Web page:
An Ohio appeals court is considering if Ohio’s Constitution allows landowners to seek Current Agricultural Use Valuation (CAUV) for land enrolled in federal retirement or conservation programs.
CAUV allows farmland to be assessed for property tax purposes according to its use as agricultural land rather than its development value.
The case stems from a county auditor’s challenge to a wetland preservation company’s enrollment of conservation land in the CAUV program. A common pleas court had earlier ruled the company’s land qualified for CAUV.
When the case was appealed, Ohio Farm Bureau Federation (OFBF) filed an amicus brief informing the appeals court of the history, purpose and importance of CAUV in Ohio as well as the importance of conservation programs to farmers. The brief also provided Ohio Farm Bureau’s member-developed policies relating to CAUV.
If the appeals court overturns the ruling, it could have a widespread effect on farmers enrolled in CAUV who are simultaneously enrolled in other federal conservation programs or are using other conservation practices. In that event, OFBF urged the court to carefully limit its decision to protect farmers’ efforts to improve the land.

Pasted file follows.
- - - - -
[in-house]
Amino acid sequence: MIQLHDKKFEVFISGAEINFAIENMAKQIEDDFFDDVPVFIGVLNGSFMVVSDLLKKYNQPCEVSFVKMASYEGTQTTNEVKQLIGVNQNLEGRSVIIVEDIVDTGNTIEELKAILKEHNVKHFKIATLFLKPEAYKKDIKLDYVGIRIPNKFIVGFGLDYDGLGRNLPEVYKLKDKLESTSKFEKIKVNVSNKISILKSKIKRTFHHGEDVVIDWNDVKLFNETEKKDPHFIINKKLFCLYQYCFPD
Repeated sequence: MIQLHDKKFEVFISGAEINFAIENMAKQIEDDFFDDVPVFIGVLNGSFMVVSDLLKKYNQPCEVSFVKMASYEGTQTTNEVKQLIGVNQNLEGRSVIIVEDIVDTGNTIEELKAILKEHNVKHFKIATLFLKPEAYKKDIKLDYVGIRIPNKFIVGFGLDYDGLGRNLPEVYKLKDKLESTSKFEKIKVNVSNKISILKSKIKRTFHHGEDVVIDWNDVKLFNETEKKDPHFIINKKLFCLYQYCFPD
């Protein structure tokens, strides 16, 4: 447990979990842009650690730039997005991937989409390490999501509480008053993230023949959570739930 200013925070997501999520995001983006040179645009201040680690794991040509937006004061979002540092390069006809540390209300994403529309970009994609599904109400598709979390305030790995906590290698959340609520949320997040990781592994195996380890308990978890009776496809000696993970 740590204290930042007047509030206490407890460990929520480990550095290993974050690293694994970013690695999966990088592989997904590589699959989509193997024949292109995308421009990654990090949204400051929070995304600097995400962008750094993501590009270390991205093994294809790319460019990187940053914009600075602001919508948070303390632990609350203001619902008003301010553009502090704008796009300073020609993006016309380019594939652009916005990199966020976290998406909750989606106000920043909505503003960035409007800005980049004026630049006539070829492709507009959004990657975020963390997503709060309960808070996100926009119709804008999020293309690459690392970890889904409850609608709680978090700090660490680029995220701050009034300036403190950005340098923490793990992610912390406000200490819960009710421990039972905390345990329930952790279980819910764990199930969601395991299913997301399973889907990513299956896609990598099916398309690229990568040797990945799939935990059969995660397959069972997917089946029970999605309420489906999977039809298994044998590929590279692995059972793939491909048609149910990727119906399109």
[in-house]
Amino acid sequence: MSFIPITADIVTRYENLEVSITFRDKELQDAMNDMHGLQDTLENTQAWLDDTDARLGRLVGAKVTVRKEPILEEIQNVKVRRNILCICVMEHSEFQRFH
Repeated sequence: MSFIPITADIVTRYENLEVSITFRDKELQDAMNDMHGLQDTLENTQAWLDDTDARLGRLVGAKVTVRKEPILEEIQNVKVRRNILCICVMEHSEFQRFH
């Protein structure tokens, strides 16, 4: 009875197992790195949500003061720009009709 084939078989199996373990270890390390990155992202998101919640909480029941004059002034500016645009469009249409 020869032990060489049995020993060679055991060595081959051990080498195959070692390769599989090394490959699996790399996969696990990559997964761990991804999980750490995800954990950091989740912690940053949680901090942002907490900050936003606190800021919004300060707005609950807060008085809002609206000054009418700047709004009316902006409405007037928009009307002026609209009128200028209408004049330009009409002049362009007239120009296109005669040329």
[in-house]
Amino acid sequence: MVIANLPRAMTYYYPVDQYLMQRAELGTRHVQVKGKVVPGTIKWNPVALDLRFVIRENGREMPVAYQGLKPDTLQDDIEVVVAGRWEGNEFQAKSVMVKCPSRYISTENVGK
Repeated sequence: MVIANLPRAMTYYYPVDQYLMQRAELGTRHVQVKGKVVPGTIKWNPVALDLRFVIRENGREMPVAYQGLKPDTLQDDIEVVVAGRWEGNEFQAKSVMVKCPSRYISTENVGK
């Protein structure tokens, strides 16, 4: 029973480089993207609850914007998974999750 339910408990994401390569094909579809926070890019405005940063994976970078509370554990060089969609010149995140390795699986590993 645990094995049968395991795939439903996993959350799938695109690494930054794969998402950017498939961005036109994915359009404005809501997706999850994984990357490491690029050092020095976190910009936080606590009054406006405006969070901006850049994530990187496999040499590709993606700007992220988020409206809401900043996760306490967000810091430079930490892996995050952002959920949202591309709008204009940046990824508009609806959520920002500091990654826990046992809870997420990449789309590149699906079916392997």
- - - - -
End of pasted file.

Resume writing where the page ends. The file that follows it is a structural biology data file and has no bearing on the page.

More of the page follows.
However, OFBF believes the General Assembly is in the best position to determine which conservation practices and programs should qualify for CAUV and which, if any, should not qualify.
In its brief, OFBF stated “these are matters for the legislature, and not a question of constitutionality for the Court to decide.”
2012 update: Watch a new video featuring Leah Curtis and Larry Gearhardt, who explain CAUV changes.